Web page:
Microsoft co-founder’s Stratolaunch low orbit plane revealed

JC Torres - Jun 1, 2017, 5:27 am CDT
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Microsoft co-founder’s Stratolaunch low orbit plane revealed

While SpaceX, Blue Origin, and Virgin Galactic are scrambling to corner the still non-existent low orbit commercial transportation market, a new player has just rolled out its race horse out of the hangar for the public to gawk at. And like those other companies, Stratolaunch also has a Silicon Valley luminary behind it, the oft forgotten Microsoft co-found Paul G. Allen. And just like those companies, Stratolaunch has an ambition whose size is rivaled only by the aircraft it just revealed.

Stratolaunch has been around for quite a while now actually, founded back in 2011. It has, however, let other companies enjoy the limelight, which it is now snatching for its itself in a literally big way. Its vision is not so different either. It wants to make low Earth orbit transportation be as common as commercial flights we have today. It is, however, doing things differently, starting with the aircraft itself.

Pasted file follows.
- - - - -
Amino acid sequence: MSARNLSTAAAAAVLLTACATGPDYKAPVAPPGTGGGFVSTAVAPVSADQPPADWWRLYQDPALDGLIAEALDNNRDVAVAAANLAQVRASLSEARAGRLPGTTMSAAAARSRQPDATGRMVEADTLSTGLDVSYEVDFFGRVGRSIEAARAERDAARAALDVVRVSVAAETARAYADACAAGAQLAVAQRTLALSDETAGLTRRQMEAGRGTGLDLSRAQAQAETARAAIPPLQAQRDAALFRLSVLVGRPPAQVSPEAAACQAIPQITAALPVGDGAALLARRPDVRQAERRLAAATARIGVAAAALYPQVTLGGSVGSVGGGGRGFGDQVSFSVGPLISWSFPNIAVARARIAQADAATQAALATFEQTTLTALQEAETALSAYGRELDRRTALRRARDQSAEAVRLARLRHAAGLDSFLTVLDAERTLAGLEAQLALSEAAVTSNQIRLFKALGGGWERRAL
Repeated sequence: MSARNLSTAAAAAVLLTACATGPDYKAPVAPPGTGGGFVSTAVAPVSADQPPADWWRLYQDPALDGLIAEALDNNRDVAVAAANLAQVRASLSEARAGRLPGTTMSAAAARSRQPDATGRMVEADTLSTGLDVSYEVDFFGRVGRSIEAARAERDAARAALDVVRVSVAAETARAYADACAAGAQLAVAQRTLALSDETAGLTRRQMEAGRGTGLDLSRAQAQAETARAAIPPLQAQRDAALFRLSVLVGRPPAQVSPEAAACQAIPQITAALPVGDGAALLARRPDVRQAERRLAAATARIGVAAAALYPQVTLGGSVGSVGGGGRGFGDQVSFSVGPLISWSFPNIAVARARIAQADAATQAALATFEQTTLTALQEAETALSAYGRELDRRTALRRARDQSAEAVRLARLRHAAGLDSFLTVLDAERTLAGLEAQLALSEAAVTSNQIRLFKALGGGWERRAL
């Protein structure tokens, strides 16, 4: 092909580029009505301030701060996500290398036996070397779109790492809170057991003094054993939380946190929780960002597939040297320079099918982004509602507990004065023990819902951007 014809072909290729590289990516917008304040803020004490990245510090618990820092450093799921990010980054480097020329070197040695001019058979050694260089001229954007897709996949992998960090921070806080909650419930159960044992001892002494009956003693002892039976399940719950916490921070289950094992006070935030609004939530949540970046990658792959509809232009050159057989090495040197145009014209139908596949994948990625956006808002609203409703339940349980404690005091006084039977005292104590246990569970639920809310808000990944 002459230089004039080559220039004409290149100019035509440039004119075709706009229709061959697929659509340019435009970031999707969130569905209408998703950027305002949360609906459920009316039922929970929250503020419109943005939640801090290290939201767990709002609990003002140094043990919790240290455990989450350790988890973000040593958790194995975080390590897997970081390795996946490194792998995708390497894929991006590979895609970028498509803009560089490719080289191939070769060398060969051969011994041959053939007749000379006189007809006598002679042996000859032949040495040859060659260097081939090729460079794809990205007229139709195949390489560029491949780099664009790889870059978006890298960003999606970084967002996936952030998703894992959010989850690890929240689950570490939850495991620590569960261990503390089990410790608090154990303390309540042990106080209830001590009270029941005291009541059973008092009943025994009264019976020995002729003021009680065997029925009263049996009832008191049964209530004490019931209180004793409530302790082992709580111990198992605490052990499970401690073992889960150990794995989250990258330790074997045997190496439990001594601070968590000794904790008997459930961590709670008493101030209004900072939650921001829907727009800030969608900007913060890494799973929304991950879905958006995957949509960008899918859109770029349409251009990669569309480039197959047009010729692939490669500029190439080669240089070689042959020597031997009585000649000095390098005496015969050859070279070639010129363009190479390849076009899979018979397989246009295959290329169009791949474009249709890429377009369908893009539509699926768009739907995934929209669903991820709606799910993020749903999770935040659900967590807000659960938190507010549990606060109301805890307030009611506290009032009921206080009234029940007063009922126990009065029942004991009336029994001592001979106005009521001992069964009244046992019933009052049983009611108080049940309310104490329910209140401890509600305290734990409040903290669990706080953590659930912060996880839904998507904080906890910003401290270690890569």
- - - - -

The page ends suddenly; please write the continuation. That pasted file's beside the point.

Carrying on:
While the likes of SpaceX’s Falcon 9 or Blue Origin’s New Shepard are your typical rockets, the Stratolaunch resembles more a gigantic twin-hull plane. Emphasis on the gigantic. It has a wingspan of 385 ft, just 25 ft longer than an NFL field. It might sound overkill, but that’s needed to lift the 500,000 lb aircraft, plus a maximum of 50,000 lbs of payload. To put another perspective on how big the plane is, the Stratolaunch will be able to launch an Orbital ATK Pegasus XL, which, in turn, is able to launch up to three smaller Pegasus vehicles in a single mission.

Another key difference is that the Stratolaunch will take off more like a plane, on a runway. In addition to increasing chances of reusability, taking off like an airplane allows it to lessen the effects of inclement weather and air traffic. Launching its payload while airborne also reduces chances of delays or outright cancellations, something SpaceX is only too familiar with.

SOURCE: Stratolaunch


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